I’m don’t know why I’m always amazed at the ability of children to see and create art. Children live in the same world where art comes from; that Neverland of the human mind where all magical things are created.
I took my daughter to the Tools in Motion exhibition at the Center for the Arts of Bonita Springs and we walked around looking at all of the fun and whimsical art. This traveling exhibition showcases art created from everyday objects such as tools. There is one huge piece on the wall that consists of many vice grips welded with steel.
When she saw it, my daughter said “Look, fish!” She was correct, the piece, titled “School of Fishes” is by the artist Arman. Born Armand Pierre Fernandez in Nice in 1928, the artist came to be known as Arman due to a misprinting of his name in 1958. Arman is well known in artist circles throughout the world. During his life he created hundreds of modern works in metal, and in paint. His pieces can be found in museums and collections throughout the world.
“School of Fishes” (as part of Tools in Motion) has become an audience favorite. Everyone that walks in, whether they are 2 or 92, comments on these fish that shimmer and shine as they swim across the wall. Arman accomplished that outstanding feat that artists can do; he transformed something simple into a brilliant work of art that strikes a chord with everyone who sees it.
Through my work with the Center for the Arts of Bonita Springs, I have come to recognize just how strongly the Art Center is committed to bringing art to children. This exhibition isn’t specifically for children, but people are encouraged to bring their children. On Saturdays there are free family activity days from 1 to 3 p.m. During this time, Youth Education Director Jordan Smith gives parents and their children a tour of the exhibition and then creates projects with the children. Each project uses tools to create art.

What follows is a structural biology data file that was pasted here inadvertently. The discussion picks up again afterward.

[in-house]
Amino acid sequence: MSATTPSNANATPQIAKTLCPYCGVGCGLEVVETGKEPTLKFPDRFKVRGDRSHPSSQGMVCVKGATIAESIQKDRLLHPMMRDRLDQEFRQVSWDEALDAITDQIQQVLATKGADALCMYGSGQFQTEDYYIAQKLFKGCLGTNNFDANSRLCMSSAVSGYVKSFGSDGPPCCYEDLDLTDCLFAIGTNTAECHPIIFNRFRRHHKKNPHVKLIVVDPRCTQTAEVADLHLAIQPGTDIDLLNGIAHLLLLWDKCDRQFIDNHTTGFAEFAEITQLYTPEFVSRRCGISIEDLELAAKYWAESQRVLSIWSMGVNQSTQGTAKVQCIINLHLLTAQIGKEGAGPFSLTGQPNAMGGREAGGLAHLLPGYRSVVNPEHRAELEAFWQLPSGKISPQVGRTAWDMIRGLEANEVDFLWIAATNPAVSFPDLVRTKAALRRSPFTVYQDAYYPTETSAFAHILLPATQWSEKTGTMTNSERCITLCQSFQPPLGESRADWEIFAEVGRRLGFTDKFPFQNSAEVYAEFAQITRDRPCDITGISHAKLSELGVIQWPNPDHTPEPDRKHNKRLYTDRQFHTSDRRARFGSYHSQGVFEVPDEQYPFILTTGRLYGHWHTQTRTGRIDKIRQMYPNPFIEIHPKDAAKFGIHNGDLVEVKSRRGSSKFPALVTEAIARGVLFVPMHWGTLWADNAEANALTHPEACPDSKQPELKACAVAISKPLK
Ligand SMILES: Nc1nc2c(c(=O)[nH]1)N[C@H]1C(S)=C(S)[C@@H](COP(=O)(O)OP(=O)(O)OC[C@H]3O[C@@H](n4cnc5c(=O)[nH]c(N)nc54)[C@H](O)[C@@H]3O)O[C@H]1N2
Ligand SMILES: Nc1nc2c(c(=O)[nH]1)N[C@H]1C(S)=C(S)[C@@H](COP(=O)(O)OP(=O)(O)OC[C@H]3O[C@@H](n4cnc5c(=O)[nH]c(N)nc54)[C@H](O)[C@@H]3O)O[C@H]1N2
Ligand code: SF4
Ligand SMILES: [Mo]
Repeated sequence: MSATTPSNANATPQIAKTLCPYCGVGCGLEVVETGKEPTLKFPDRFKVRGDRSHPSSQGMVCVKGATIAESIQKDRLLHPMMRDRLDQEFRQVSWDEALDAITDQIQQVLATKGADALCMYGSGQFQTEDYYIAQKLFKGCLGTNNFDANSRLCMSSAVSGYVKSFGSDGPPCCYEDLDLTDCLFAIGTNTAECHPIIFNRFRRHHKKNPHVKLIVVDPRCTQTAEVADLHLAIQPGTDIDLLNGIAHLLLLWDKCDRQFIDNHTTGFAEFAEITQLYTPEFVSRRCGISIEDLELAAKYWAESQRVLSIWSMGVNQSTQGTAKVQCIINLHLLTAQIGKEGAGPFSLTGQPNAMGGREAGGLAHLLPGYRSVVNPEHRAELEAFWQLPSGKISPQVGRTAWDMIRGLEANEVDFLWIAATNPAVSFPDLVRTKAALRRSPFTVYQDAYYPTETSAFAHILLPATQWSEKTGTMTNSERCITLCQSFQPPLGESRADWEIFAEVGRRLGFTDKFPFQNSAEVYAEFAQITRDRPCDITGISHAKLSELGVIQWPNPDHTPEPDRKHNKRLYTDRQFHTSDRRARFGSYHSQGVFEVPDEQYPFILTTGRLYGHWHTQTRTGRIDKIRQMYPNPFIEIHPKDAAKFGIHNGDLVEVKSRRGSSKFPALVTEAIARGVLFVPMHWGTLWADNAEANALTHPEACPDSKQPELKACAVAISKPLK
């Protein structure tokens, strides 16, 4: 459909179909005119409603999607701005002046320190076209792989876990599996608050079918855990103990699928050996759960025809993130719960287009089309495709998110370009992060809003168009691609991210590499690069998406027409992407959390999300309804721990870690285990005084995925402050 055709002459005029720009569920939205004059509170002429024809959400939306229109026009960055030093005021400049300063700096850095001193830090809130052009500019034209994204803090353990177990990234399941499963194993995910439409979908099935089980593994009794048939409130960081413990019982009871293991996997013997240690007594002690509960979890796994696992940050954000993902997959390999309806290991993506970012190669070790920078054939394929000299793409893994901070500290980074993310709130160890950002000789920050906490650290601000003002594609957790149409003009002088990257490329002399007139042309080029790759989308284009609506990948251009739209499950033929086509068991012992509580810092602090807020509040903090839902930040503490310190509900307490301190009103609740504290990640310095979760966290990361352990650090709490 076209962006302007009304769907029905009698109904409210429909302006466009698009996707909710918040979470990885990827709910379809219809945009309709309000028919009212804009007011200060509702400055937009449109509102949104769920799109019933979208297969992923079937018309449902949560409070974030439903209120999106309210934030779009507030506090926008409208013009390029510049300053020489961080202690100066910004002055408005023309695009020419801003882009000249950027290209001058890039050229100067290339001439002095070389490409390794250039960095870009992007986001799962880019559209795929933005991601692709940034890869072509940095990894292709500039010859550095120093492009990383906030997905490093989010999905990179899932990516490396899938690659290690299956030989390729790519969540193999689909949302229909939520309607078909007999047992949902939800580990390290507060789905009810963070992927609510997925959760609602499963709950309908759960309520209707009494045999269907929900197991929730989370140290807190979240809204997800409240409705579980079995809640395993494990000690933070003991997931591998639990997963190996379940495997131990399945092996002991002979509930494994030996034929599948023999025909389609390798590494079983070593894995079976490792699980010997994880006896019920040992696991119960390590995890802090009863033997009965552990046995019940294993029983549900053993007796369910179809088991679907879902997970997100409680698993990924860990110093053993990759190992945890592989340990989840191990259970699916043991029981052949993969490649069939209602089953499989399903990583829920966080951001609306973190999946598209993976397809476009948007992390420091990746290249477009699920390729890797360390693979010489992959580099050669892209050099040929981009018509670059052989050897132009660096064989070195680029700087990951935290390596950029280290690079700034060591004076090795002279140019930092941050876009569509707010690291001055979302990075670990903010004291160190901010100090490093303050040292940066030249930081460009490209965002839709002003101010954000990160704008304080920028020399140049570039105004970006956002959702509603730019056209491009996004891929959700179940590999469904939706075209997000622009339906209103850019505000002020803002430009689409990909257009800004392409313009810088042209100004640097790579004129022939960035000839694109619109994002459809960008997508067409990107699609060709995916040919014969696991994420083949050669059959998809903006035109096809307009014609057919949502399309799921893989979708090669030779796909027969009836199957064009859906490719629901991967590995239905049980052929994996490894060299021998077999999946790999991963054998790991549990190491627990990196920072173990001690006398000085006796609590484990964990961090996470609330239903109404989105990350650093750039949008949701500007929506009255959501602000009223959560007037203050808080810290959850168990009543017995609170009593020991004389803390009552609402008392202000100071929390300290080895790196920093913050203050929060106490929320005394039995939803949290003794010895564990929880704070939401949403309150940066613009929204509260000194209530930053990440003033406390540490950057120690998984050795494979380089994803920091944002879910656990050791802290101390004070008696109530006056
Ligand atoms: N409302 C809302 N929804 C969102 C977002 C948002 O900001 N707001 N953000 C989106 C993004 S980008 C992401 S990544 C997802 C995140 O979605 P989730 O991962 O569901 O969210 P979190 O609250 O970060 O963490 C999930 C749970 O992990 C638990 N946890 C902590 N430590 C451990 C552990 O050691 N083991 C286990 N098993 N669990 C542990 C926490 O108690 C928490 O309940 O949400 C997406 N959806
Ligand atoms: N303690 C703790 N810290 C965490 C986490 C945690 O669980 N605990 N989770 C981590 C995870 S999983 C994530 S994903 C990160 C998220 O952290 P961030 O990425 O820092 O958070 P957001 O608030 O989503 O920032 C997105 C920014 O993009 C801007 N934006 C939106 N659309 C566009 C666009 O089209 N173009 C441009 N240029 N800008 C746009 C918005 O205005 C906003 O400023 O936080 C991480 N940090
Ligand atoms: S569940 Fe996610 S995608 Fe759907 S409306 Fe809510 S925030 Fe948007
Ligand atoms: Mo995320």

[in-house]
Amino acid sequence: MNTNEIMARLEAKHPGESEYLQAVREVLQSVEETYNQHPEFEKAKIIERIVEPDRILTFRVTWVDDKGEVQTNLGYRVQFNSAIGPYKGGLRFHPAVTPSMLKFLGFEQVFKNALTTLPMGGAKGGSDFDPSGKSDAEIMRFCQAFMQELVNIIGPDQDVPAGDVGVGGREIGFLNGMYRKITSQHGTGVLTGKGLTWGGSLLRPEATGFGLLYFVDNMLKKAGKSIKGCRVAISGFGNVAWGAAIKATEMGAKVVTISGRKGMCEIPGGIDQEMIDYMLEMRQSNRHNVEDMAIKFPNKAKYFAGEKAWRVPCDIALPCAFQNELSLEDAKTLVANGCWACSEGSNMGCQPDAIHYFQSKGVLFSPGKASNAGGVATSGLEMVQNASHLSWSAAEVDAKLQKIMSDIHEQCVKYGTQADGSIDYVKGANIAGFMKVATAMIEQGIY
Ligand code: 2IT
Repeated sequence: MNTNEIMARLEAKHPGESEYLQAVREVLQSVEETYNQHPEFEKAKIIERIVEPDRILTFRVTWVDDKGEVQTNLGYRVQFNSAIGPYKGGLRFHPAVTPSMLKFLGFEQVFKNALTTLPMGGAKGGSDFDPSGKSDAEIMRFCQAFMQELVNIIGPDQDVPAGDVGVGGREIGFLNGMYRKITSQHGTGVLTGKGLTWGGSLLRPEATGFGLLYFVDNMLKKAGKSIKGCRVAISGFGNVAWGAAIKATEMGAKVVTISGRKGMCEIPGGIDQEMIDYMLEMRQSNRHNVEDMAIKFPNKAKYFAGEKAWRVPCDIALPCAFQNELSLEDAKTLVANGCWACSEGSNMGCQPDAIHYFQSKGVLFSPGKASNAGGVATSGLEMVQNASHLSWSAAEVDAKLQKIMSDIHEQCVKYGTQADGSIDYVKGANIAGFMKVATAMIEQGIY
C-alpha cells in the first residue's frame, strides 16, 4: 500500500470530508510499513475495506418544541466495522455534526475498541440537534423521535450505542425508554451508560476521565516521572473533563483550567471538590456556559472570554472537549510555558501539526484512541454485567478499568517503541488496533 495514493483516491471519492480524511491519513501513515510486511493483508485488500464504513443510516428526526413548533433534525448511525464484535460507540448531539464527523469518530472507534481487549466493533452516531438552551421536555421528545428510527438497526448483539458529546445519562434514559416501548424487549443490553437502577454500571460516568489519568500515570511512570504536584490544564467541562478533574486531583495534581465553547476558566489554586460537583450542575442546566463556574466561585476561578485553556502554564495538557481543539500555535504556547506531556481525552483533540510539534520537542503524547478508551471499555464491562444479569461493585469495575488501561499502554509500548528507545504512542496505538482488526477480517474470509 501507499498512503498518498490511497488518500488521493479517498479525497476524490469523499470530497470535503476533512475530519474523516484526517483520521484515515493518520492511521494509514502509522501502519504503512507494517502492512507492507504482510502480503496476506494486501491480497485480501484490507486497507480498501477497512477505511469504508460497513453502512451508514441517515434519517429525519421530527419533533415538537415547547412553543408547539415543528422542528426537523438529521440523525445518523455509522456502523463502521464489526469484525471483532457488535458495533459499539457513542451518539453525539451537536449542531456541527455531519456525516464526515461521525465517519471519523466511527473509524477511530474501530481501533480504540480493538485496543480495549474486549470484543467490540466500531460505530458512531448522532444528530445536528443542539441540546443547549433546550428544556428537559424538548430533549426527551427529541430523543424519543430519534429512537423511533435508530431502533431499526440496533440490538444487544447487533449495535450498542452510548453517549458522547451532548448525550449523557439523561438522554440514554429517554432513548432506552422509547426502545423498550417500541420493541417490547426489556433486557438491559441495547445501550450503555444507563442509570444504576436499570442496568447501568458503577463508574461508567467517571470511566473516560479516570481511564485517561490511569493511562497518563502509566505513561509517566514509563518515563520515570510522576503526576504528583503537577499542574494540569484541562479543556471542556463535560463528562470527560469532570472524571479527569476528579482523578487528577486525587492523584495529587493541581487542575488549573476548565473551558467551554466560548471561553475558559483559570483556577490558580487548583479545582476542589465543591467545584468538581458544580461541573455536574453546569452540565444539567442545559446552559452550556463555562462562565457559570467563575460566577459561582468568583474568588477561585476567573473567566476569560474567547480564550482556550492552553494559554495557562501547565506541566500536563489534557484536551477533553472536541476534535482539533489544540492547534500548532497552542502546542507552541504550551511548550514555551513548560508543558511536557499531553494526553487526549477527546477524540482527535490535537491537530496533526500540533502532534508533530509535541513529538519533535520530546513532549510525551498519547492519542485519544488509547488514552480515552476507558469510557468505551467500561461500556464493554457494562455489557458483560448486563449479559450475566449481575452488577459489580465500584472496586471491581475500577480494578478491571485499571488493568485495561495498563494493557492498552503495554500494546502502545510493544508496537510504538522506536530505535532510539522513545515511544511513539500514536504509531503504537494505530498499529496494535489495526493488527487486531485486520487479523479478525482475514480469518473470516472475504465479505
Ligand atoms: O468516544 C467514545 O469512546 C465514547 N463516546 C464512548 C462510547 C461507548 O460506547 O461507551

This is just one of the many ways that local children can be exposed to art. During the week Smith can be found teaching youth classes at the Center for the Arts and also going out into Bonita schools with his Art Goes to School outreach program. With this program he, and volunteers, create art projects that they teach to area school children. On April 16, the Center for the Arts will hold its free Arts Worldwide event at the Promenade, where children and families can come and create art and experience music and dance from many cultures. In May there is a free theater production with the Youth Theater Department under the direction of Craig Price. In June it will be time for summer camps. This year camps will be offered in clay animation, theater, cooking, painting, pottery, movie making, fashion design and more. Camp catalogs are available now at the Center for the Arts.
Many of the youth programs are free. Those that are not free have scholarship dollars available.
Having lived in many communities, I feel very lucky to have a place like the Center for the Arts where I can bring my child to experience art. As she stood in the gallery looking at the piece “Dread Lock Box” by Bradford McDougall, she said “It’s a lady.” The piece does resemble a woman with blond hair. It is a box made of steel with yellow electrical wiring for hair.
My husband asked my daughter, “What is it made of?” To this she replied, “It is made of art.”
Tools in Motion: Works from the Hechinger Collection will be on display at the Center for the Arts of Bonita Springs through April 30. It is free and open to the public. Family Activity Days take place each Saturday from 1 to 3 p.m. and are free and open to the public. Information is available at www.artcenterbonita.org or by calling 495-8989.